Your bottle can’t speak directly to the customer from the shelf but you can on Twitter.

Engagement should be your first and foremost priority every time you or a winery employee logs onto Twitter. The point shouldn’t necessarily be to sell wine but rather to sell yourself–your story and what makes your winery unique.

And, truthfully, you do have a unique story. While you are “just making wine”–like your thousands of competitors–there are thousands of little decisions you are making in the vineyard and the winery that leaves an indelible imprint on your wine. Share them. Share that part of you that you are putting in your wine.

Let people see some of the wonders and mysteries of wine. When you are in the wine biz and surrounded by it all the time, every day, it is easy to forget how cool it can be to “regular folks” to see what bud break is or what a bubbling ferment looks like. The vast majority of wine drinkers have no idea how canopy management or green harvesting influences the end quality of a wine. What do winemakers look for when picking out barrels and how do you “feed yeasts”?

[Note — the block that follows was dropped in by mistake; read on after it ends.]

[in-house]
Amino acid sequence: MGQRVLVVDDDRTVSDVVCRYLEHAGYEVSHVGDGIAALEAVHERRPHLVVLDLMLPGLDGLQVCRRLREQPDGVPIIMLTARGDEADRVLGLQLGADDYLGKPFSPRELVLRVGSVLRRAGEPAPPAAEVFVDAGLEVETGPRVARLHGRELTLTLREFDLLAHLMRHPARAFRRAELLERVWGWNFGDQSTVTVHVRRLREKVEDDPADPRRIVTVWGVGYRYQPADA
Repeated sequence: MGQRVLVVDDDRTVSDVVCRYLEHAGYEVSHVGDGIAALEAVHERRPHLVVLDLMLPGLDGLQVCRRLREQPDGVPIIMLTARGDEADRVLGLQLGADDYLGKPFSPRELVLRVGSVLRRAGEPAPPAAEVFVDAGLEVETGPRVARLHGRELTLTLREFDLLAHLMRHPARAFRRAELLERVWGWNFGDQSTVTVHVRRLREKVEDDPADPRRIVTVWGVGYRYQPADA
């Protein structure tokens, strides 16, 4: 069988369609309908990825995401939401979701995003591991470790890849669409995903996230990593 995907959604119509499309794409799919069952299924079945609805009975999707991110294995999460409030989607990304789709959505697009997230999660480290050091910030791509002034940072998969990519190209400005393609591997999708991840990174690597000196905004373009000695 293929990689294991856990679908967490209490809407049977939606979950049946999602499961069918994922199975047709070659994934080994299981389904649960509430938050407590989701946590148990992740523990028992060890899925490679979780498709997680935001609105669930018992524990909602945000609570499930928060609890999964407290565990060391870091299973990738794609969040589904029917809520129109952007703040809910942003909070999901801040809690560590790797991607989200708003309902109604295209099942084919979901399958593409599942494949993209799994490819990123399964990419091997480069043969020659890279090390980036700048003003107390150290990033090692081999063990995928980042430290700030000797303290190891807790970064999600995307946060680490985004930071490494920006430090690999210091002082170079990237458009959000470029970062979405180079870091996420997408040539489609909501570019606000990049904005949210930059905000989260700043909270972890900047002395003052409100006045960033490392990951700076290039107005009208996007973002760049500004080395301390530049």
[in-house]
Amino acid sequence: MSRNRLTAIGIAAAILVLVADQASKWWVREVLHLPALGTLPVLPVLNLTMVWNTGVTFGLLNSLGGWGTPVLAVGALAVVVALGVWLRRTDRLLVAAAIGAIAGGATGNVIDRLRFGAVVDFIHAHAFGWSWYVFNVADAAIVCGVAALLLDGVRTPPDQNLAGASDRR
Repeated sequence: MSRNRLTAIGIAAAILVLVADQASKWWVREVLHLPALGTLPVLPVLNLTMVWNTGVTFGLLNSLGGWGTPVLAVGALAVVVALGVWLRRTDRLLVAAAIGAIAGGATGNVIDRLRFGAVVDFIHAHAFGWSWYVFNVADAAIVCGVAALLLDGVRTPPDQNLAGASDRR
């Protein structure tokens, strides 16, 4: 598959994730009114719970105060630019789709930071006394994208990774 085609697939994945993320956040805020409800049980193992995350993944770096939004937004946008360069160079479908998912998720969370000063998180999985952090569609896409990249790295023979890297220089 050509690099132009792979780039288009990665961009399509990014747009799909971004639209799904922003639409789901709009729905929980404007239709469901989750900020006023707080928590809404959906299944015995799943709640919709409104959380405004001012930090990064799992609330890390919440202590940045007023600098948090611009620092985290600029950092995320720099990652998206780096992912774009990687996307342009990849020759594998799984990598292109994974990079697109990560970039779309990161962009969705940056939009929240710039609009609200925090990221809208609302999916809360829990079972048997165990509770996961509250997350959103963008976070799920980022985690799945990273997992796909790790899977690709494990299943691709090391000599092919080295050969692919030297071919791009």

These are things that make wine drinkers who are scrolling through a timeline of nothing but useless bottle porn stop and read your tweets.

Say No to Bottle Porn

Photo By Denkhenk - Own work, CC BY-SA 3.0, https://commons.wikimedia.org/w/index.php?curid=9655331

What’s in the blend? How was it made? What’s the story of the vineyard or winery? Who knows!?!? It’s just bottle porn.

One of the worst things a winery can do is get lazy and just post bottle porn pics on their timeline. What is bottle porn? Random pics of wine with little to no information outside of things like “Hey, it’s sunny out! Great day to open up our new Chardonnay!”

Maybe a winery will spice it up just a tad with a food pairing suggestion but it’s still pretty useless.